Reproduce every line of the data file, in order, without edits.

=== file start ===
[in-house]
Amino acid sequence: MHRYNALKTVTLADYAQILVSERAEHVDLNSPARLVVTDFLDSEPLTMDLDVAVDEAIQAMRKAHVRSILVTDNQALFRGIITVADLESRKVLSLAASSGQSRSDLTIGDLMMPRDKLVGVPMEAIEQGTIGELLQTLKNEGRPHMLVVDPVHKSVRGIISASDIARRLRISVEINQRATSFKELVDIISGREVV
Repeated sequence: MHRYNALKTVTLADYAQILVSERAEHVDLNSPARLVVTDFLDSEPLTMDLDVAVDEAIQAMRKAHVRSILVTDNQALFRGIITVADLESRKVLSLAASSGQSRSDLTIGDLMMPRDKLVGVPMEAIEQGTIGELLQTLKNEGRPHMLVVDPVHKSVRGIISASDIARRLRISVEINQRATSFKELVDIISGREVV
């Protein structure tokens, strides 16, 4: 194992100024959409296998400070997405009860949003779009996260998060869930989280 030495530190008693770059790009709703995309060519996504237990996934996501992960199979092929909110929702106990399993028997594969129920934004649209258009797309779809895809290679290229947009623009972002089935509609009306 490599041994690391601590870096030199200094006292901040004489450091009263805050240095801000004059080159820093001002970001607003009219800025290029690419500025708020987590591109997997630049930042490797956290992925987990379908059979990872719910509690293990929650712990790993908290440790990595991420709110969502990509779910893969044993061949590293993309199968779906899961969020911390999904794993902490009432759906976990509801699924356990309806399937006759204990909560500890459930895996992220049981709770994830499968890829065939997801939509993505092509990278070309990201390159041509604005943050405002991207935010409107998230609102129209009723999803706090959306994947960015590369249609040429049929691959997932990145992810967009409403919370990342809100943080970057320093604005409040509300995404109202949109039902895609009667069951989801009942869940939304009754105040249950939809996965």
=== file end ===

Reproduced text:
[in-house]
Amino acid sequence: MHRYNALKTVTLADYAQILVSERAEHVDLNSPARLVVTDFLDSEPLTMDLDVAVDEAIQAMRKAHVRSILVTDNQALFRGIITVADLESRKVLSLAASSGQSRSDLTIGDLMMPRDKLVGVPMEAIEQGTIGELLQTLKNEGRPHMLVVDPVHKSVRGIISASDIARRLRISVEINQRATSFKELVDIISGREVV
Repeated sequence: MHRYNALKTVTLADYAQILVSERAEHVDLNSPARLVVTDFLDSEPLTMDLDVAVDEAIQAMRKAHVRSILVTDNQALFRGIITVADLESRKVLSLAASSGQSRSDLTIGDLMMPRDKLVGVPMEAIEQGTIGELLQTLKNEGRPHMLVVDPVHKSVRGIISASDIARRLRISVEINQRATSFKELVDIISGREVV
């Protein structure tokens, strides 16, 4: 194992100024959409296998400070997405009860949003779009996260998060869930989280 030495530190008693770059790009709703995309060519996504237990996934996501992960199979092929909110929702106990399993028997594969129920934004649209258009797309779809895809290679290229947009623009972002089935509609009306 490599041994690391601590870096030199200094006292901040004489450091009263805050240095801000004059080159820093001002970001607003009219800025290029690419500025708020987590591109997997630049930042490797956290992925987990379908059979990872719910509690293990929650712990790993908290440790990595991420709110969502990509779910893969044993061949590293993309199968779906899961969020911390999904794993902490009432759906976990509801699924356990309806399937006759204990909560500890459930895996992220049981709770994830499968890829065939997801939509993505092509990278070309990201390159041509604005943050405002991207935010409107998230609102129209009723999803706090959306994947960015590369249609040429049929691959997932990145992810967009409403919370990342809100943080970057320093604005409040509300995404109202949109039902895609009667069951989801009942869940939304009754105040249950939809996965």